Dear Dr. G,

I am somewhat surprise it is reaching the end of November, and we still have not read any articles about Movember November from you?

Obviously, in previous years, you have been a strong advocate for Men’s Health in the month of November. I also understand you have been actively participating in the movement to grow facial hair, and saving it for the penultimate shave at the end of the month, in the spirit of Men’s Health!

On this occasion, I would like to pick your brain; I hope you can address my queries about pubic hair instead!

Since my teenage years, I have been shaving my pubic hair for hygiene purposes. In fact, I actually thought everyone does it!

When I started becoming sexually active, I was horrified my partner is “au naturel” and perplexed that she is not keen on shaving down below at all.

On the contrary, she does not reckon that there are health benefits to shaving, and she actually believes keeping the pubic hair in men is quite sexy!

As usual, I am turning to you and putting you on the spot. Can you please tell me what is the evolutionary purpose of pubic hair?

Is there any health benefit in shaving pubic hair? Have I been wrong all my life and assuming everyone does it? Otherwise, is there any harm?

So, to shave or not to shave, that is the question that I hope you can resolve.

I wish you happy (Facial) Shaving in the month of Movember November!


Pubic hair is the bodily hair that emerges around the genitalia during adolescence which grows well into adulthood. As the levels of androgen and estrogen increases during puberty, the fine vellus hair during childhood becomes coarser and longer. Although many would regard pubic hair as a useless nuisance in awkward places, some scientists believe the evolutionary role of pubic hair is to provide a cushion against friction during sex by protecting the skin around the genitals from abrasion and bacterial infections.

Similarly, some cultures regard pubic hair to be erotic and expect the hair to be covered to prevent sexual arousal. In other cultures, the sight of pubic hair is considered vulgar and embarrassing, especially in women. Therefore, it is the norm for many women to have their pubic hair shaved, trimmed and styled to avoid being visible in the name of personal hygiene. Increasingly, men are also following suit!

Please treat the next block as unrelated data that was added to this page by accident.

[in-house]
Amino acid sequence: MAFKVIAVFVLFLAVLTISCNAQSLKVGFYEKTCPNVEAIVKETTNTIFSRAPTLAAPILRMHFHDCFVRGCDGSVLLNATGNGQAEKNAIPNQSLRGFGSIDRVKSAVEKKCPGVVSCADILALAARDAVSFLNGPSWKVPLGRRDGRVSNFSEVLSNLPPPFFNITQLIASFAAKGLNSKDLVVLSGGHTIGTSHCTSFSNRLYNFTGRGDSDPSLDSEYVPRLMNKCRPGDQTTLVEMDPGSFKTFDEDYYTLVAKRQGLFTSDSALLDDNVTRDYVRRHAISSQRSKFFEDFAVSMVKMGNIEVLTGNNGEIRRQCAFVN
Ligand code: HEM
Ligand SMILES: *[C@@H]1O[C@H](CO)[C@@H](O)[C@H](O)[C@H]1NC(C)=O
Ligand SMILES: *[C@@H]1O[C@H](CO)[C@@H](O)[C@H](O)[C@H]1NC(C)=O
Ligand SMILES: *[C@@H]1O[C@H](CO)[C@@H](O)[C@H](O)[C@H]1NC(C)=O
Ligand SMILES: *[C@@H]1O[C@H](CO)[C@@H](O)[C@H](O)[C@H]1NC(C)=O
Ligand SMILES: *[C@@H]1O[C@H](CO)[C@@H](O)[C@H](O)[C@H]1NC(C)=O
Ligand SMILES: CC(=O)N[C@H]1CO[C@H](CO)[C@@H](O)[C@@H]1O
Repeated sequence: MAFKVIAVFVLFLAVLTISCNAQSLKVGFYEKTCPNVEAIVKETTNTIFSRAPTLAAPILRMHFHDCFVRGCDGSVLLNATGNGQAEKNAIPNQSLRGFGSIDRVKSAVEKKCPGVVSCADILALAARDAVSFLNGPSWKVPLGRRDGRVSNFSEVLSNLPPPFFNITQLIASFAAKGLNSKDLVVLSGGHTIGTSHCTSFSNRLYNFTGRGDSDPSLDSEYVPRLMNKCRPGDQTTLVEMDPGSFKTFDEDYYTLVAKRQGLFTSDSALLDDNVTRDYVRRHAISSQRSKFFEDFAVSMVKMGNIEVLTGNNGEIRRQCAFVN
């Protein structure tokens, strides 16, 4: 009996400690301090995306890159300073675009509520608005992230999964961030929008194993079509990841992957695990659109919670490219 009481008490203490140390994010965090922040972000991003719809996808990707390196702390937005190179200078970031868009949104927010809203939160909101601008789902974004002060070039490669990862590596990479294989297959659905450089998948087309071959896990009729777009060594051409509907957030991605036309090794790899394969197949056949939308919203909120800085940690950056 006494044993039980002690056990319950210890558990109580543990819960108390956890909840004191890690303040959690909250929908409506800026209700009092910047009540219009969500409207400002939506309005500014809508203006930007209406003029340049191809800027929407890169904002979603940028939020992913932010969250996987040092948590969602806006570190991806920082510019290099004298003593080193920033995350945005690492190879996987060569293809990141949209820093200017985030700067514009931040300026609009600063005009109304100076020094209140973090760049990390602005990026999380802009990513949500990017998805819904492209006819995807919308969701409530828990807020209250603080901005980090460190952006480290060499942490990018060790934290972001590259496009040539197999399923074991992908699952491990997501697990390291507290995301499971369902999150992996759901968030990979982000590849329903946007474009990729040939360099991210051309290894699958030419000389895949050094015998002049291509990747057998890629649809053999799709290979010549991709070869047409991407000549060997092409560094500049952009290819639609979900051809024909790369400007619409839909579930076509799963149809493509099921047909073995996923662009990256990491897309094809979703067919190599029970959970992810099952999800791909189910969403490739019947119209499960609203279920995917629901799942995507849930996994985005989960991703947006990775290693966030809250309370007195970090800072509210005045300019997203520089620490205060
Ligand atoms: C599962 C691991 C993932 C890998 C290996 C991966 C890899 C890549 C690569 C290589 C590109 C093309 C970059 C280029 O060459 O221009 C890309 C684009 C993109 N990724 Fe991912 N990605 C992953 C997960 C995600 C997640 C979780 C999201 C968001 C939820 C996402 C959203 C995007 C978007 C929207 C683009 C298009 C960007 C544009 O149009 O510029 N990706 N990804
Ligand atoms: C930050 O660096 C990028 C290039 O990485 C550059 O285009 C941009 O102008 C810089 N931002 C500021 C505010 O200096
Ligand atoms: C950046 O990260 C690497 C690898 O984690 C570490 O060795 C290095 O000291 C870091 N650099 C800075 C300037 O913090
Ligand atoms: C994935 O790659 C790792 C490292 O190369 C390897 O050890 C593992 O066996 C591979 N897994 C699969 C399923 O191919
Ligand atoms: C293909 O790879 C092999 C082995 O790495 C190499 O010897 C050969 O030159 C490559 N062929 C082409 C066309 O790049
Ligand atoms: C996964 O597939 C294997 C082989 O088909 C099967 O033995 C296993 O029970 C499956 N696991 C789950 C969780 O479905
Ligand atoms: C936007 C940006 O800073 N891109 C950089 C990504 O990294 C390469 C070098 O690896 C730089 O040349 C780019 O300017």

Evidence of pubic hair removal in ancient India is thought to date back to 3000BCE. In some Middle Eastern Societies, the removal of pubic hair for personal hygiene to combat pubic lice is practiced.

In modern days, the time and money spent by both genders to abolish hair from the genitals is phenomenal. The multi-million genital hair removal industry is booming. Although most of the time, the shaving of the genital hair is “harmless” and straightforward, individuals with sensitive skin may irritate and inflame the shaved hair follicles, resulting in regular skin infections! In fact, some clinicians even suggest that the frequent removal of pubic hair is associated with higher risks of herpes, syphilis and the Human Papilloma Virus (HPV).

The famous writer Khalil Gibran once said: “And forget not that the earth delights to feel your bare feet and the winds long to play with your hair!”

Indeed, in the spirit of Movember November, many of us try out the opportunity to go au naturel, shape and style the hair to our liking (I am sure some do it both waist up and waist down). When Dr. G is put on the spot on the question of “To shave or not to shave” his response is simply: “When you give a chance for the wind to play with your growing hair, you might be delighted to forget earthy rough of bareness!” On that note, Happy Movember November to you too!

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